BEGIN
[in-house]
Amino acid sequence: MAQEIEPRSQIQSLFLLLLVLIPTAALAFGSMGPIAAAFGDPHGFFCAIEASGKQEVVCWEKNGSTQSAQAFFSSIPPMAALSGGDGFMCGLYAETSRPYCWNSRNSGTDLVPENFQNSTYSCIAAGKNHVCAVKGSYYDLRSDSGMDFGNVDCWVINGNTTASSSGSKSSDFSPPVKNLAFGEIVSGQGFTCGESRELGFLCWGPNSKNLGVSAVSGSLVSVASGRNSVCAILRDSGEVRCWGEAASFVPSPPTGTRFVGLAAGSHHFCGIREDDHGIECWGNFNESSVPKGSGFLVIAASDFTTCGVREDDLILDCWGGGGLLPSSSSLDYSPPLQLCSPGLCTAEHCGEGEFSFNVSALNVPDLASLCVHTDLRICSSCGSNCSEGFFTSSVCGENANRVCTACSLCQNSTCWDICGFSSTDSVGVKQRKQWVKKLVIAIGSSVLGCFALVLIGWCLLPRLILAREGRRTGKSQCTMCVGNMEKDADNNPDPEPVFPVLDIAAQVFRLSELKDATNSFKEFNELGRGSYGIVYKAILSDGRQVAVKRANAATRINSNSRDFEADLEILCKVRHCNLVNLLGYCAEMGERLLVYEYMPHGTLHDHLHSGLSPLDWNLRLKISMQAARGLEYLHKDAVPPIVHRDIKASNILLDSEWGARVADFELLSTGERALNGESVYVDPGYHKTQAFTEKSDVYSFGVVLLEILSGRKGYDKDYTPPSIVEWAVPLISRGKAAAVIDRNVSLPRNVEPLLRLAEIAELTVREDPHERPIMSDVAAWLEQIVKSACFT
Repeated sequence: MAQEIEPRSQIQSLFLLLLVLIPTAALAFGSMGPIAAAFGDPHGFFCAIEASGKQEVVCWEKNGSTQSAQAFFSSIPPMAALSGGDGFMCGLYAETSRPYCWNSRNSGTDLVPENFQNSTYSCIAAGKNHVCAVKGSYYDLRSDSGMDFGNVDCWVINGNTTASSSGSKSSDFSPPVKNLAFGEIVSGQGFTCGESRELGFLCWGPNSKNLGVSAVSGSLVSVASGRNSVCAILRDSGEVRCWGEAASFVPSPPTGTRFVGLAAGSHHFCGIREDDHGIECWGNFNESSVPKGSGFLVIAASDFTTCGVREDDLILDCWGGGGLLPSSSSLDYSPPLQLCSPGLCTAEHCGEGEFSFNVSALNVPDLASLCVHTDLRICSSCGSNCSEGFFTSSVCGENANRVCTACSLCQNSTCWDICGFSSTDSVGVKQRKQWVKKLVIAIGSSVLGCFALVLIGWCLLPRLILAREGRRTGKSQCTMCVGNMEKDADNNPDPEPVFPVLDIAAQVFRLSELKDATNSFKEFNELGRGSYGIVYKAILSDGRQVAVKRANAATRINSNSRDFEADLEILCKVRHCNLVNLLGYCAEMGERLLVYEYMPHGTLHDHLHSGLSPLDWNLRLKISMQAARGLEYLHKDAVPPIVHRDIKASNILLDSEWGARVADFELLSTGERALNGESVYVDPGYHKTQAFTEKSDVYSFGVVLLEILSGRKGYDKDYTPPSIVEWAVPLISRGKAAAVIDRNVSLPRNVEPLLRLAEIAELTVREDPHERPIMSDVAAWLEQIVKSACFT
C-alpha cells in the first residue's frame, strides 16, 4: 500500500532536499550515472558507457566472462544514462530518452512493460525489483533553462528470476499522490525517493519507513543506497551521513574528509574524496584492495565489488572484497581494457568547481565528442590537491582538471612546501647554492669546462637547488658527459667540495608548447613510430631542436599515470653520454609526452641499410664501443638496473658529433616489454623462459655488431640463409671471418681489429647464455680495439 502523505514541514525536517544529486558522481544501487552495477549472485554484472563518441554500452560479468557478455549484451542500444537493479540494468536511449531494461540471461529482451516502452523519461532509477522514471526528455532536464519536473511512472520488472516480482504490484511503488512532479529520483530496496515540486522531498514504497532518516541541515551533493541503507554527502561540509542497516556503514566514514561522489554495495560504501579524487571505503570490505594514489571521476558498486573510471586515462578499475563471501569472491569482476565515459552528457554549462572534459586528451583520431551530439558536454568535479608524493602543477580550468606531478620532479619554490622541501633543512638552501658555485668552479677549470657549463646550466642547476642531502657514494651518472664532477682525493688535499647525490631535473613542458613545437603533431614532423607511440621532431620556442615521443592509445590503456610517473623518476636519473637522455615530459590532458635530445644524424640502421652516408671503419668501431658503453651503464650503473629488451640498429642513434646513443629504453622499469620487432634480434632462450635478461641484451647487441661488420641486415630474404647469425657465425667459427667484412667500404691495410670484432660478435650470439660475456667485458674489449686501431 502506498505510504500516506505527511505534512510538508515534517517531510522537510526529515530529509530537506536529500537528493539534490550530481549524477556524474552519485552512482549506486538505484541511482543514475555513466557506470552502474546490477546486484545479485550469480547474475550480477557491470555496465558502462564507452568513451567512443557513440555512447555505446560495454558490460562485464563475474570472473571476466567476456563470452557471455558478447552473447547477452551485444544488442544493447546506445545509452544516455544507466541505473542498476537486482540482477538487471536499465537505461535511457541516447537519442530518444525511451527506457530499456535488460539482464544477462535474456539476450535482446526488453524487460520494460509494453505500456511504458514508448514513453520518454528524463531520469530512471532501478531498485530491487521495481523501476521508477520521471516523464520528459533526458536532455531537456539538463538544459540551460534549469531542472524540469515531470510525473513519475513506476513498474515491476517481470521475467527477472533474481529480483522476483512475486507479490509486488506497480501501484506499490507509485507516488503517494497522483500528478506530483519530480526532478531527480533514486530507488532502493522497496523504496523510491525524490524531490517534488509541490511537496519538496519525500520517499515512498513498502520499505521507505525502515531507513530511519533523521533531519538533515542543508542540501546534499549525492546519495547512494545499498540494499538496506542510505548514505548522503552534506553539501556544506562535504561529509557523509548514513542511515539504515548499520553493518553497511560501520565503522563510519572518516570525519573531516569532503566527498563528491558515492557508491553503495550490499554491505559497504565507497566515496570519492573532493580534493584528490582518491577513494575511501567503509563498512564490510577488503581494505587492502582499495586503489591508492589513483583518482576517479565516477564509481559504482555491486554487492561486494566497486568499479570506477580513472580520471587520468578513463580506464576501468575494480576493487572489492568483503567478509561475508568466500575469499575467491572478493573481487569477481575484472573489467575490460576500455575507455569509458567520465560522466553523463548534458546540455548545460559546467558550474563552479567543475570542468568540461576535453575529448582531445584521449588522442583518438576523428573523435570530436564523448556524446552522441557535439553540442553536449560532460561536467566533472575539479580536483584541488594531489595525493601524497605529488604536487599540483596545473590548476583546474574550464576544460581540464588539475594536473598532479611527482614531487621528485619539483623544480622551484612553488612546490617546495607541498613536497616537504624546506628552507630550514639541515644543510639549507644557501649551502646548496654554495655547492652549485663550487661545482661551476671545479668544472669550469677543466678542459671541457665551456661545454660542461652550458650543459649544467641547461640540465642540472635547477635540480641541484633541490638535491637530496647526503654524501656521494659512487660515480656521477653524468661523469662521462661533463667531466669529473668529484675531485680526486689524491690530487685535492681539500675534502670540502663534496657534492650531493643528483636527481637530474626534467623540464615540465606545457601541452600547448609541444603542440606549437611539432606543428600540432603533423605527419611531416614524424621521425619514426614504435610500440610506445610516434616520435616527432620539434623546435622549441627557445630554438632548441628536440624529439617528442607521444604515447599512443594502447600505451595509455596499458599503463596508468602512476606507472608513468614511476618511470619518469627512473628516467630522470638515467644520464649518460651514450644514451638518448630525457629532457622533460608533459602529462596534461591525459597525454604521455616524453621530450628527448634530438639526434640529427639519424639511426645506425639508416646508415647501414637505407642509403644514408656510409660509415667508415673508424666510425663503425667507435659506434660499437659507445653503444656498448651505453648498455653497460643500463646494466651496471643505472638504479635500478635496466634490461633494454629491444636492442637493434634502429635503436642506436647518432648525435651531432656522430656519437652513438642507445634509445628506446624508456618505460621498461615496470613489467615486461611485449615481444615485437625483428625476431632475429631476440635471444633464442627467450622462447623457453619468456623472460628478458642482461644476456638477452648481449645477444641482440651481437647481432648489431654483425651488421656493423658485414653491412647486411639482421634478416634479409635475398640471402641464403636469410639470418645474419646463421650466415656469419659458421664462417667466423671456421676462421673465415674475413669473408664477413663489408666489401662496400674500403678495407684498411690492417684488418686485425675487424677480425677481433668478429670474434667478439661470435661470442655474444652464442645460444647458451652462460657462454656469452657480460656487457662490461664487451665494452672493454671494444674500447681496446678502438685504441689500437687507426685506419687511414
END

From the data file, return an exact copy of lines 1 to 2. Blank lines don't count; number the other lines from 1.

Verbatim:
[in-house]
Amino acid sequence: MAQEIEPRSQIQSLFLLLLVLIPTAALAFGSMGPIAAAFGDPHGFFCAIEASGKQEVVCWEKNGSTQSAQAFFSSIPPMAALSGGDGFMCGLYAETSRPYCWNSRNSGTDLVPENFQNSTYSCIAAGKNHVCAVKGSYYDLRSDSGMDFGNVDCWVINGNTTASSSGSKSSDFSPPVKNLAFGEIVSGQGFTCGESRELGFLCWGPNSKNLGVSAVSGSLVSVASGRNSVCAILRDSGEVRCWGEAASFVPSPPTGTRFVGLAAGSHHFCGIREDDHGIECWGNFNESSVPKGSGFLVIAASDFTTCGVREDDLILDCWGGGGLLPSSSSLDYSPPLQLCSPGLCTAEHCGEGEFSFNVSALNVPDLASLCVHTDLRICSSCGSNCSEGFFTSSVCGENANRVCTACSLCQNSTCWDICGFSSTDSVGVKQRKQWVKKLVIAIGSSVLGCFALVLIGWCLLPRLILAREGRRTGKSQCTMCVGNMEKDADNNPDPEPVFPVLDIAAQVFRLSELKDATNSFKEFNELGRGSYGIVYKAILSDGRQVAVKRANAATRINSNSRDFEADLEILCKVRHCNLVNLLGYCAEMGERLLVYEYMPHGTLHDHLHSGLSPLDWNLRLKISMQAARGLEYLHKDAVPPIVHRDIKASNILLDSEWGARVADFELLSTGERALNGESVYVDPGYHKTQAFTEKSDVYSFGVVLLEILSGRKGYDKDYTPPSIVEWAVPLISRGKAAAVIDRNVSLPRNVEPLLRLAEIAELTVREDPHERPIMSDVAAWLEQIVKSACFT